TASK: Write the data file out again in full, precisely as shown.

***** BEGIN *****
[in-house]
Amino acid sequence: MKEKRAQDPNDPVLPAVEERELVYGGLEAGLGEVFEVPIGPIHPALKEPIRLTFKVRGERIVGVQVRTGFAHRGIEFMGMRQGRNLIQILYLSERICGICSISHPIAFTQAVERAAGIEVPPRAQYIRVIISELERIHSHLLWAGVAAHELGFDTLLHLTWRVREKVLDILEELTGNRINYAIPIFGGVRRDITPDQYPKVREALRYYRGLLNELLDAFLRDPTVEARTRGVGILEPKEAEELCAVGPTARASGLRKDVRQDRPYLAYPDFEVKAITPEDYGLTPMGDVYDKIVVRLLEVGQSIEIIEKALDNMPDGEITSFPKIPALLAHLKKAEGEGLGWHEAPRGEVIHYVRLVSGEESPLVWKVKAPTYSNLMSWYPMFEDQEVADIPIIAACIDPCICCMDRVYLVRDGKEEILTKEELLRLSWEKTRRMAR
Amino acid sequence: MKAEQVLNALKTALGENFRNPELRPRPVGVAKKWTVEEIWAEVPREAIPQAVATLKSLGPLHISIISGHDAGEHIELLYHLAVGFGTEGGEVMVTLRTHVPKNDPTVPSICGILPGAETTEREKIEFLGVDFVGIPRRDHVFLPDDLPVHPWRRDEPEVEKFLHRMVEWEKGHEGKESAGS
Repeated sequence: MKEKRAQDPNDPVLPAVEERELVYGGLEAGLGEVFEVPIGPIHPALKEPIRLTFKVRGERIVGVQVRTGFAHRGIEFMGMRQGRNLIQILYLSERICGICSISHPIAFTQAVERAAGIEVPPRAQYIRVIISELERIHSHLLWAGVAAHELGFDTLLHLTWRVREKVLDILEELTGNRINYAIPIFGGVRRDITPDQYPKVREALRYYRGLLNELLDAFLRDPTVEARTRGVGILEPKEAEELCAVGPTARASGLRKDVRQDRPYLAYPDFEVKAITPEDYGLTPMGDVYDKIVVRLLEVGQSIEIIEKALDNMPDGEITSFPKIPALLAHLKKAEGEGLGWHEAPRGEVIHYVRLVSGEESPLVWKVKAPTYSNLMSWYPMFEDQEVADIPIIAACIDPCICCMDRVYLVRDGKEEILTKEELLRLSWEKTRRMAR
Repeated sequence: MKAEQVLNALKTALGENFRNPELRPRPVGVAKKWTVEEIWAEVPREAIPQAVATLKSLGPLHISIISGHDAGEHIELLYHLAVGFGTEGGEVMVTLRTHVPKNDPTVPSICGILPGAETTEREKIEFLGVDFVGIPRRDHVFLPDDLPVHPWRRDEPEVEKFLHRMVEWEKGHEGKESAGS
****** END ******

[in-house]
Amino acid sequence: MKEKRAQDPNDPVLPAVEERELVYGGLEAGLGEVFEVPIGPIHPALKEPIRLTFKVRGERIVGVQVRTGFAHRGIEFMGMRQGRNLIQILYLSERICGICSISHPIAFTQAVERAAGIEVPPRAQYIRVIISELERIHSHLLWAGVAAHELGFDTLLHLTWRVREKVLDILEELTGNRINYAIPIFGGVRRDITPDQYPKVREALRYYRGLLNELLDAFLRDPTVEARTRGVGILEPKEAEELCAVGPTARASGLRKDVRQDRPYLAYPDFEVKAITPEDYGLTPMGDVYDKIVVRLLEVGQSIEIIEKALDNMPDGEITSFPKIPALLAHLKKAEGEGLGWHEAPRGEVIHYVRLVSGEESPLVWKVKAPTYSNLMSWYPMFEDQEVADIPIIAACIDPCICCMDRVYLVRDGKEEILTKEELLRLSWEKTRRMAR
Amino acid sequence: MKAEQVLNALKTALGENFRNPELRPRPVGVAKKWTVEEIWAEVPREAIPQAVATLKSLGPLHISIISGHDAGEHIELLYHLAVGFGTEGGEVMVTLRTHVPKNDPTVPSICGILPGAETTEREKIEFLGVDFVGIPRRDHVFLPDDLPVHPWRRDEPEVEKFLHRMVEWEKGHEGKESAGS
Repeated sequence: MKEKRAQDPNDPVLPAVEERELVYGGLEAGLGEVFEVPIGPIHPALKEPIRLTFKVRGERIVGVQVRTGFAHRGIEFMGMRQGRNLIQILYLSERICGICSISHPIAFTQAVERAAGIEVPPRAQYIRVIISELERIHSHLLWAGVAAHELGFDTLLHLTWRVREKVLDILEELTGNRINYAIPIFGGVRRDITPDQYPKVREALRYYRGLLNELLDAFLRDPTVEARTRGVGILEPKEAEELCAVGPTARASGLRKDVRQDRPYLAYPDFEVKAITPEDYGLTPMGDVYDKIVVRLLEVGQSIEIIEKALDNMPDGEITSFPKIPALLAHLKKAEGEGLGWHEAPRGEVIHYVRLVSGEESPLVWKVKAPTYSNLMSWYPMFEDQEVADIPIIAACIDPCICCMDRVYLVRDGKEEILTKEELLRLSWEKTRRMAR
Repeated sequence: MKAEQVLNALKTALGENFRNPELRPRPVGVAKKWTVEEIWAEVPREAIPQAVATLKSLGPLHISIISGHDAGEHIELLYHLAVGFGTEGGEVMVTLRTHVPKNDPTVPSICGILPGAETTEREKIEFLGVDFVGIPRRDHVFLPDDLPVHPWRRDEPEVEKFLHRMVEWEKGHEGKESAGS